KEEP MEDICATION IN THE PROPER HANDS!
(Reprinted from the Nebraska Regional Poison Center)
What’s In Your Backpack? Lunch Box? Sports Bag?
Greater than 50% of the calls to the Nebraska Regional Poison Center involve medications.
Every year the poison center gets calls from schools and daycare centers where medication is found on the floor, in diaper bags, and with students sharing medications.
Putting your child’s medication in a lunch box, sports bag or backpack results in loss of control over how that medication will be used. It puts your child and the other school children at risk. It is important for parents to become familiar with and follow their child’s school medication policy.
Parents should also:
- Keep all medications stored in their original container. Never mix medications into other containers, as this makes identifying medications very difficult in case of an emergency.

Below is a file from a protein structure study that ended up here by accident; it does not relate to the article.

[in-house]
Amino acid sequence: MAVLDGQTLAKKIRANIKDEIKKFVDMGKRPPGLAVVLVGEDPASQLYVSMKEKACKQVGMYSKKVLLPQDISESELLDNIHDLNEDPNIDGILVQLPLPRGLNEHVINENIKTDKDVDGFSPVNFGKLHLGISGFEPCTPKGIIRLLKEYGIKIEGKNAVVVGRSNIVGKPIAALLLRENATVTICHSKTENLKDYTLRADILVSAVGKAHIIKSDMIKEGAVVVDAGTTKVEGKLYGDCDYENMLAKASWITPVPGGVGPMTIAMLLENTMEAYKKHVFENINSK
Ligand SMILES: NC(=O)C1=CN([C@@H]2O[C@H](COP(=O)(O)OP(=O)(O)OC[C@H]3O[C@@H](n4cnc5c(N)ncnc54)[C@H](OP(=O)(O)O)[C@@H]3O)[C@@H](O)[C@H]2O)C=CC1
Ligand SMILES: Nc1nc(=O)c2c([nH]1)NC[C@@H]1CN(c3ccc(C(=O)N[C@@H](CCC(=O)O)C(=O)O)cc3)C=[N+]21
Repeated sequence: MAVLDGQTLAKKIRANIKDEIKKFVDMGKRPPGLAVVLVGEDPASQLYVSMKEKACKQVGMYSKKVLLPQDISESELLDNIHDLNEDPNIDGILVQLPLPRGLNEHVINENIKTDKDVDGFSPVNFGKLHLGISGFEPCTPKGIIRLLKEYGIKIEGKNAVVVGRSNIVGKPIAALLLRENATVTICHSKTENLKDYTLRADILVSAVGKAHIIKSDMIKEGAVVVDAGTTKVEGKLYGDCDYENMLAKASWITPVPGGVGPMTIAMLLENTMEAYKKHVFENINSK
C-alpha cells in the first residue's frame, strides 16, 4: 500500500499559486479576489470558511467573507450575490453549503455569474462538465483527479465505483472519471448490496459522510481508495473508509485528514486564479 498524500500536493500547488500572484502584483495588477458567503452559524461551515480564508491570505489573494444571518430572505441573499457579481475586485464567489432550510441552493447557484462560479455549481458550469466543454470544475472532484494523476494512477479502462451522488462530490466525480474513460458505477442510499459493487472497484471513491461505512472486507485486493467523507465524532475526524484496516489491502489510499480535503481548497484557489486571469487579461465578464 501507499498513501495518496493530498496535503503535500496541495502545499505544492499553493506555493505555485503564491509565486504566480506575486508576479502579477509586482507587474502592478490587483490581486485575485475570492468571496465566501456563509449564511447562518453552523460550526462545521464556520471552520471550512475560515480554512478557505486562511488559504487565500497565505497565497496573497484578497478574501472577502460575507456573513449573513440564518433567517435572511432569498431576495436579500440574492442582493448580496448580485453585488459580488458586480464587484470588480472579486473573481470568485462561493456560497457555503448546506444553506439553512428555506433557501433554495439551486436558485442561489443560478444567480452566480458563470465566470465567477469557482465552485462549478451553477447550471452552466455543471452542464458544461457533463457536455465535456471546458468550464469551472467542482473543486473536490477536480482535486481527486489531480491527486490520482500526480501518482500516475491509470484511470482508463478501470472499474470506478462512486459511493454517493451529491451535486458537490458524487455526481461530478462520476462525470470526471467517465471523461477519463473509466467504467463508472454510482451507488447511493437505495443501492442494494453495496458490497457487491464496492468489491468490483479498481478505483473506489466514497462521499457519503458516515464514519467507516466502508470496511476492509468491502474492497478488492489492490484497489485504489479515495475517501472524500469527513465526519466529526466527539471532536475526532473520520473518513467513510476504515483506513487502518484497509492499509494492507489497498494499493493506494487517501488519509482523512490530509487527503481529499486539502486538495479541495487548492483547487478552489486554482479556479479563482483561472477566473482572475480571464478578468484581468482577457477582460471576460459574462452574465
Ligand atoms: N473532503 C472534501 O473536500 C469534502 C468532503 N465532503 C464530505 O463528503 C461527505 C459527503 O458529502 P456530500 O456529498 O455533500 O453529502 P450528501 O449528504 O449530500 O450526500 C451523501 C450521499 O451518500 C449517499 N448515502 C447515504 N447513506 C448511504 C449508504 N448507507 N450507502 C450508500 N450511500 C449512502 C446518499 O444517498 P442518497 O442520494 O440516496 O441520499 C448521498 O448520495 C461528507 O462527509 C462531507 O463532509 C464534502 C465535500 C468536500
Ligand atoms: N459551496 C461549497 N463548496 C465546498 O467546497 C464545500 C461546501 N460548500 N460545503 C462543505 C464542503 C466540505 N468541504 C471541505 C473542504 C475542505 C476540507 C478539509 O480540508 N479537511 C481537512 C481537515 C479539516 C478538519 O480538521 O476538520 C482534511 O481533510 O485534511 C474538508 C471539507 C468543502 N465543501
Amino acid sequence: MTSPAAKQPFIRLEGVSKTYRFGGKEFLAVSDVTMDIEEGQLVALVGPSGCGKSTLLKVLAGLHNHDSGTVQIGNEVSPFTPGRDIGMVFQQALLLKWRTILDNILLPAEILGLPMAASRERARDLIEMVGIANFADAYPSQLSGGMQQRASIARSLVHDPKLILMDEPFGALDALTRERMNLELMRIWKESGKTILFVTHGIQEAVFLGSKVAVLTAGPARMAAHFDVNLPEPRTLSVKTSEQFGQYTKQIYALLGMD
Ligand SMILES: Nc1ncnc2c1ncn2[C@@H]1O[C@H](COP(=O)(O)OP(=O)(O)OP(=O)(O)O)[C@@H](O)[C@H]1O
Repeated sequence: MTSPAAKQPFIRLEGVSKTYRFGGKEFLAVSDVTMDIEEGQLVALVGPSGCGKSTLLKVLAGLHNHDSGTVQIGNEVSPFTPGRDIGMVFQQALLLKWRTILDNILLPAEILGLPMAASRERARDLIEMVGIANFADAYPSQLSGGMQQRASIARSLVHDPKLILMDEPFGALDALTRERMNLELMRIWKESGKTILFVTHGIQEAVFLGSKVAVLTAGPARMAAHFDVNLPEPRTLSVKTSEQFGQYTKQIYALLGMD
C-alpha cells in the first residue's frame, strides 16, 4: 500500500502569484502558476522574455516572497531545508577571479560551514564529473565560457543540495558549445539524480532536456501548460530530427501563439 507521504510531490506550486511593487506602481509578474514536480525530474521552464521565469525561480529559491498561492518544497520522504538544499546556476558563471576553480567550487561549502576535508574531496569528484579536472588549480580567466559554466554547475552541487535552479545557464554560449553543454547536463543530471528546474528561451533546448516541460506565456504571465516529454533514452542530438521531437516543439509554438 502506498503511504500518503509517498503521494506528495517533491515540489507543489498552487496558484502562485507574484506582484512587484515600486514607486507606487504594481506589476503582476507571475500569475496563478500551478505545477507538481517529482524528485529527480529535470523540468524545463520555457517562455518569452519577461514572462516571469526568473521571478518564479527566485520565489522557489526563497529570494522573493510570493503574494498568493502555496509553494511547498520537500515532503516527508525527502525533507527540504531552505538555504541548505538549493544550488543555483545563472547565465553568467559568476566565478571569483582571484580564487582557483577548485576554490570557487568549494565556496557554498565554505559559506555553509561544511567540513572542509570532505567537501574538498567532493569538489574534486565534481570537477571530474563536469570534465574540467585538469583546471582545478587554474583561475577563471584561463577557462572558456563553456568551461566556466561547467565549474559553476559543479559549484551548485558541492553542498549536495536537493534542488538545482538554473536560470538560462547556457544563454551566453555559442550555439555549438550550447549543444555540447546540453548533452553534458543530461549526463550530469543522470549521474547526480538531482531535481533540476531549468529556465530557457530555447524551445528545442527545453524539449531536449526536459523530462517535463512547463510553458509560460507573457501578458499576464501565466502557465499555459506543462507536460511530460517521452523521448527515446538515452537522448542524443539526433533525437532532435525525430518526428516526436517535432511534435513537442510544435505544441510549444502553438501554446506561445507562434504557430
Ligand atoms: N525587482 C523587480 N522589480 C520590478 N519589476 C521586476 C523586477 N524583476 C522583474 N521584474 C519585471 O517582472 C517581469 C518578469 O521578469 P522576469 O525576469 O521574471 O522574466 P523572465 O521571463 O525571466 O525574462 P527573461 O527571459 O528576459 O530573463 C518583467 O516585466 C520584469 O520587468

- Talk to your child about the school’s medication policy.
- Tell children that even though medications may make one child feel better, they can make another child very ill. Also, make them aware that taking more medication than directed on the bottle will not make their child feel better quicker and instead can make them sicker.
- Make teenagers aware that taking over-the-counter pain relievers in amounts larger than prescribed can be very dangerous.
Sports bags may contain asthma inhalers and sports cream. Asthma inhalers should never be shared with other people. Taking too much of these medications can cause flushed skin, tremors, dizziness and heart problems. Sports creams contain ingredients that can be dangerous if ingested or rubbed into the eye.
The Nebraska Regional Poison Center offers tips on poison prevention as a free community service. For more information, contacttheNebraska Regional Poison Center by calling (402) 955-5555 in the Omaha metropolitan area or toll-free at 1-800-222-1222.
The Nebraska Regional Poison Center is sponsored by The Nebraska Medical Center, Creighton University Medical Center, and University of Nebraska Medical Center.